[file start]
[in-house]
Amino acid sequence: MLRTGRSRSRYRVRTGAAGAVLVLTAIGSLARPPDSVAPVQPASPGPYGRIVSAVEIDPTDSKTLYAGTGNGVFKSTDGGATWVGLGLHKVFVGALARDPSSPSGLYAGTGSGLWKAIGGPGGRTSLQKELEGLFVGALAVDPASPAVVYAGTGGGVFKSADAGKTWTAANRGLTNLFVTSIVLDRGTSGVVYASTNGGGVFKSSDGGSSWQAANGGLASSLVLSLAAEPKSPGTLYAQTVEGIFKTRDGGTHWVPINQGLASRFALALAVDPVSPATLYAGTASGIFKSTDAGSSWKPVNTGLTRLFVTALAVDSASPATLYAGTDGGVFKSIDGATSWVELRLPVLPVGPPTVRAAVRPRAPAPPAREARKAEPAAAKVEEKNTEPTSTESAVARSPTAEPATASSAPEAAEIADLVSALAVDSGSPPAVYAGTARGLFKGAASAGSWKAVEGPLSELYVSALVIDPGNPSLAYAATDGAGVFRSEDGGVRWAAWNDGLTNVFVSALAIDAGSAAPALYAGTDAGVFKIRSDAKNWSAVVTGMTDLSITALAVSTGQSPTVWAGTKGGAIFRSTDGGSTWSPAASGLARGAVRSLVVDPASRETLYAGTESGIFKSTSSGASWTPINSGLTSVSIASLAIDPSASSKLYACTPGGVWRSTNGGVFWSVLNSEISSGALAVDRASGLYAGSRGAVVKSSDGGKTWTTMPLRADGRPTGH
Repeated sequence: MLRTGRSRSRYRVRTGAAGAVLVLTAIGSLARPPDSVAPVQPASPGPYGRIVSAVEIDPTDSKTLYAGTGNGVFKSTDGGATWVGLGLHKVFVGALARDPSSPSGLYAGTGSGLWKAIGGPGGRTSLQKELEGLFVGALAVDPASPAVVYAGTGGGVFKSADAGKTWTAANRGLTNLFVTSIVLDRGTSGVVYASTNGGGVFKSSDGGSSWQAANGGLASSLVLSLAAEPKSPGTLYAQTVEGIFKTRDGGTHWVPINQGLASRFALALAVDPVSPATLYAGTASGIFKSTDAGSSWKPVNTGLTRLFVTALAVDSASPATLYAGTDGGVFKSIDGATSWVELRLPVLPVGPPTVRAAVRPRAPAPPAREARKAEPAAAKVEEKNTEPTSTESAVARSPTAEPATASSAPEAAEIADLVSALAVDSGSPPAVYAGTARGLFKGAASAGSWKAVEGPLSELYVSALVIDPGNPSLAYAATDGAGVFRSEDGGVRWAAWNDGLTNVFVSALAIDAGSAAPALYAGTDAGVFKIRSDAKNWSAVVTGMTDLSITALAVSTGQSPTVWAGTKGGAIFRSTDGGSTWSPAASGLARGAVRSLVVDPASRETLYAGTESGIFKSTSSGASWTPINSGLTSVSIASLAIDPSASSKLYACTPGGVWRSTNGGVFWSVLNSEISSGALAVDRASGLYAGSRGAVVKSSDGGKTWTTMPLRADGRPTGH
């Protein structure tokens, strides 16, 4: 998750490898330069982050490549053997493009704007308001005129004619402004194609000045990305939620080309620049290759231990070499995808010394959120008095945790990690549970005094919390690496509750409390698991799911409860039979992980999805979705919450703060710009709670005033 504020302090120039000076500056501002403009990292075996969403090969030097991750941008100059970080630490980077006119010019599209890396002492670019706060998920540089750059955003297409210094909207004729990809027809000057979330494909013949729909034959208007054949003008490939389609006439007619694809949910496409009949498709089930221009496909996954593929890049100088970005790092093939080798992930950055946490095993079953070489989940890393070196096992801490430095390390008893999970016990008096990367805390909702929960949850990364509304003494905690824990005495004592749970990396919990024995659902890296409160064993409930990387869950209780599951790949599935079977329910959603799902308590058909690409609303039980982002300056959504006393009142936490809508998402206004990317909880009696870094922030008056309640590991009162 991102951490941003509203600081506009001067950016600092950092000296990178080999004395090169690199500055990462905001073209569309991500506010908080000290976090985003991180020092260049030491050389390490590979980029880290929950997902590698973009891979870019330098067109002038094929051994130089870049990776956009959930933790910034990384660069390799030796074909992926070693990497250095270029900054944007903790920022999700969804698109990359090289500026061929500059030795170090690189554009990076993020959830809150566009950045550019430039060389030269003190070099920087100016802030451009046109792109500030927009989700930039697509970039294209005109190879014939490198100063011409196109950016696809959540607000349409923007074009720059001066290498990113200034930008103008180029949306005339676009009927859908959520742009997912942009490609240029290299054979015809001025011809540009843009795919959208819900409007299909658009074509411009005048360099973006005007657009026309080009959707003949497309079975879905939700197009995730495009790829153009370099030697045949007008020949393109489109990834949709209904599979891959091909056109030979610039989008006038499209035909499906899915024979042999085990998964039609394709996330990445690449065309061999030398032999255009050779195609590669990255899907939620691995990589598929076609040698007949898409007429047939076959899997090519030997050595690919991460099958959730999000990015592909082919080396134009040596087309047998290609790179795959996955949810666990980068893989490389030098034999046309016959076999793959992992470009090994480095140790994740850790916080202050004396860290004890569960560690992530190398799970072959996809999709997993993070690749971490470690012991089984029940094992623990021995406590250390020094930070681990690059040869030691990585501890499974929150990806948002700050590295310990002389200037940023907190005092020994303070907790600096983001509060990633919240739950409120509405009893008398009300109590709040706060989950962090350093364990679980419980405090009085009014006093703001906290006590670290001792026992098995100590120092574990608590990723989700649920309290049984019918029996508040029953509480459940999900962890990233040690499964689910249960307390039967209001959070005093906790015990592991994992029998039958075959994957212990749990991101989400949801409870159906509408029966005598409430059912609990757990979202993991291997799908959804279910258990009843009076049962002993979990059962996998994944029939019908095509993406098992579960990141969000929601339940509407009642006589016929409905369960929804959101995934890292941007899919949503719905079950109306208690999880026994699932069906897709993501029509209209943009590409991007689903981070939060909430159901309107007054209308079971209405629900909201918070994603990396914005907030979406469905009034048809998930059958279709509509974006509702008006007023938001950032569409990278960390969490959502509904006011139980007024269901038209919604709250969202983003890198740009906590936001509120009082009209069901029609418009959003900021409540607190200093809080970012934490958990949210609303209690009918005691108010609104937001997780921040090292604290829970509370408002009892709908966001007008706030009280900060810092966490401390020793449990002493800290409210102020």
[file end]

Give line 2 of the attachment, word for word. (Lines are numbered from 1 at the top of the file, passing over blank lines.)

Amino acid sequence: MLRTGRSRSRYRVRTGAAGAVLVLTAIGSLARPPDSVAPVQPASPGPYGRIVSAVEIDPTDSKTLYAGTGNGVFKSTDGGATWVGLGLHKVFVGALARDPSSPSGLYAGTGSGLWKAIGGPGGRTSLQKELEGLFVGALAVDPASPAVVYAGTGGGVFKSADAGKTWTAANRGLTNLFVTSIVLDRGTSGVVYASTNGGGVFKSSDGGSSWQAANGGLASSLVLSLAAEPKSPGTLYAQTVEGIFKTRDGGTHWVPINQGLASRFALALAVDPVSPATLYAGTASGIFKSTDAGSSWKPVNTGLTRLFVTALAVDSASPATLYAGTDGGVFKSIDGATSWVELRLPVLPVGPPTVRAAVRPRAPAPPAREARKAEPAAAKVEEKNTEPTSTESAVARSPTAEPATASSAPEAAEIADLVSALAVDSGSPPAVYAGTARGLFKGAASAGSWKAVEGPLSELYVSALVIDPGNPSLAYAATDGAGVFRSEDGGVRWAAWNDGLTNVFVSALAIDAGSAAPALYAGTDAGVFKIRSDAKNWSAVVTGMTDLSITALAVSTGQSPTVWAGTKGGAIFRSTDGGSTWSPAASGLARGAVRSLVVDPASRETLYAGTESGIFKSTSSGASWTPINSGLTSVSIASLAIDPSASSKLYACTPGGVWRSTNGGVFWSVLNSEISSGALAVDRASGLYAGSRGAVVKSSDGGKTWTTMPLRADGRPTGH